Over the years, the Buckley precedent has been expanded. In the 2010 case of Citizens United v. FEC, the Court, once again stacked with conservative justices appointed by a Republican President, held that corporations had the same right as individuals to spend unlimited sums of money from their treasuries on politics. The D.C. Circuit Court of Appeals followed that up with SpeechNow v. FEC, which applied the precedent from Citizens United and struck down limits on individual contributions to 527 nonprofits, clearing the way for superPACs.

The end result of these cases opening the floodgates for political spending has been nothing short of a doom spiral for American democracy. How it works is simple: Monied interests spend their wealth to influence politics–public opinion and those power. OpenSecrets reported in 2020 that "the 10 most generous donors and their spouses injected $1.2 billion into federal elections over the last decade," noting that "that tiny group of major donors accounted for 7 percent of total election-related giving in 2018, up from less than 1 percent a decade prior."

By throwing their money around, America's wealthy have driven up the cost of running for office, which, in turn, has ensured that most successful candidates either come from money or are allied with it. For example, a majority of the 116th Congress were millionaires. The result has been a government that is more responsive to those at the top of the economic ladder, which further enriches them at the expense of the general public, giving them even more ability to influence politics.

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In 2014, a study from two political scientists, Martin Gilens of Princeton and Benjamin Page of Northwestern, found that "Economic elites and organized groups representing business interests have substantial independent impacts on U.S. government policy, while average citizens and mass-based interest groups have little or no independent influence." While subsequent research has challenged this finding, suggesting the influence of the rich and regular Americans on policy outcomes may not be as stark, even some of that research has demonstrated that the former have disproportionate influence relative to their population size.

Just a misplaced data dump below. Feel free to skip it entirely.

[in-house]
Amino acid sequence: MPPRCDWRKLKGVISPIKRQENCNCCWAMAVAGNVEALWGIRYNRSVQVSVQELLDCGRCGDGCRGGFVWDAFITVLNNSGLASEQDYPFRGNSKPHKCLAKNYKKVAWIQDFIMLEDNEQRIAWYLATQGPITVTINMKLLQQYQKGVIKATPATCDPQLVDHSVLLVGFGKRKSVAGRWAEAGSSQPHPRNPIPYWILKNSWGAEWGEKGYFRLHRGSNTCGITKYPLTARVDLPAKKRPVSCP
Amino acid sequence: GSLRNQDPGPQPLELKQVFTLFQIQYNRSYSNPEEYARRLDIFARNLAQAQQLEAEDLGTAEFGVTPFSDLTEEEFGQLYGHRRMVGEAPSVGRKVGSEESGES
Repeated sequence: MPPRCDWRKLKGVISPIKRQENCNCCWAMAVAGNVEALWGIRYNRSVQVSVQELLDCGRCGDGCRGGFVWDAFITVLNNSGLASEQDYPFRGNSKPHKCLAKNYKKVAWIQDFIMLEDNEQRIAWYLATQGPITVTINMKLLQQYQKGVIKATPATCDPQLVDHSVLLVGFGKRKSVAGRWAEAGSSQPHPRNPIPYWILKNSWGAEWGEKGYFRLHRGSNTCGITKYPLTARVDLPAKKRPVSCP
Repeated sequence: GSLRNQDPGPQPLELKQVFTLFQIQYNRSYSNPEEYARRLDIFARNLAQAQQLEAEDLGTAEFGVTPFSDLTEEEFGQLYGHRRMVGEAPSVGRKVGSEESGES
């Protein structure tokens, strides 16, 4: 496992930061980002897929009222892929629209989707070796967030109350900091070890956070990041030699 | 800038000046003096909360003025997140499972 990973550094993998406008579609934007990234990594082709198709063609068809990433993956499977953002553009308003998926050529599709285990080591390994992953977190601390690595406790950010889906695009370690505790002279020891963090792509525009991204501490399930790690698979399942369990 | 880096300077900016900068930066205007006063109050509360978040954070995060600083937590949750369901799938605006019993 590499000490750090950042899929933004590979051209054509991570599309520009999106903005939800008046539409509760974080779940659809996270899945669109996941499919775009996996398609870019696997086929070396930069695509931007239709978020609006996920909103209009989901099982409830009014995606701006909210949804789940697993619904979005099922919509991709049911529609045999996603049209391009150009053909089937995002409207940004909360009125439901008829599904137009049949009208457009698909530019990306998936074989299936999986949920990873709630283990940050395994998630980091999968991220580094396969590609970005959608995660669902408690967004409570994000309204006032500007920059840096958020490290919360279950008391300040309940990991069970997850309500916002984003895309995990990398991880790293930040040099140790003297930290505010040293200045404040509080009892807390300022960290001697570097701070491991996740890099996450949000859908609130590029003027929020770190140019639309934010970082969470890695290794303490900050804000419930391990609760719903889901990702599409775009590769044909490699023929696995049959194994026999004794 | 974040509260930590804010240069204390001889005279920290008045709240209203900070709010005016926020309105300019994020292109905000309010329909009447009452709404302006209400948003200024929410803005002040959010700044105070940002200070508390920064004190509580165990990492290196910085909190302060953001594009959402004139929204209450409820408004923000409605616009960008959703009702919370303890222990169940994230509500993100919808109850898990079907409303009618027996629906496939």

For example, a paper by University of Texas at Austin graduate student J. Alexander Branham, University of Michigan professor Stuart Soroka, and UT professor Christopher Wlezien rebutting the Gilens/Page study found that on economic issues where the rich and ordinary Americans disagreed, the rich got their preferred policy 57.1 percent of the time.

A 2022 report from the Congressional Budget Office found that between 1989 and 2019, "Wealth became less equally distributed...The share of total wealth held by families in the top 10 percent of the distribution increased from 63 percent in 1989 to 72 percent in 2019, and the share of total wealth held by families in the top 1 percent of the distribution increased from 27 percent to 34 percent over the same period, CBO estimates. By contrast, the share of total wealth held by families in the bottom half of the distribution declined over that period, from 4 percent to 2 percent."

Beyond simply empowering the wealthy and powerful in America, Buckley and its progeny have created a loophole for foreign actors to throw their money around in our politics through nonprofits that do not have to disclose their funding.

The system is untenable long-term. Money may not win every policy battle or every political race, particularly when those races are well-publicized. For example, Hillary Clinton famously out-raised Donald Trump in 2016 and had more outside spending support only to then lose the election (admittedly with a popular vote win). But while the win rate may not be perfect, money is a good predictor, which is why so much of it is flowing into our political system.

Simply put, American democracy is for sale.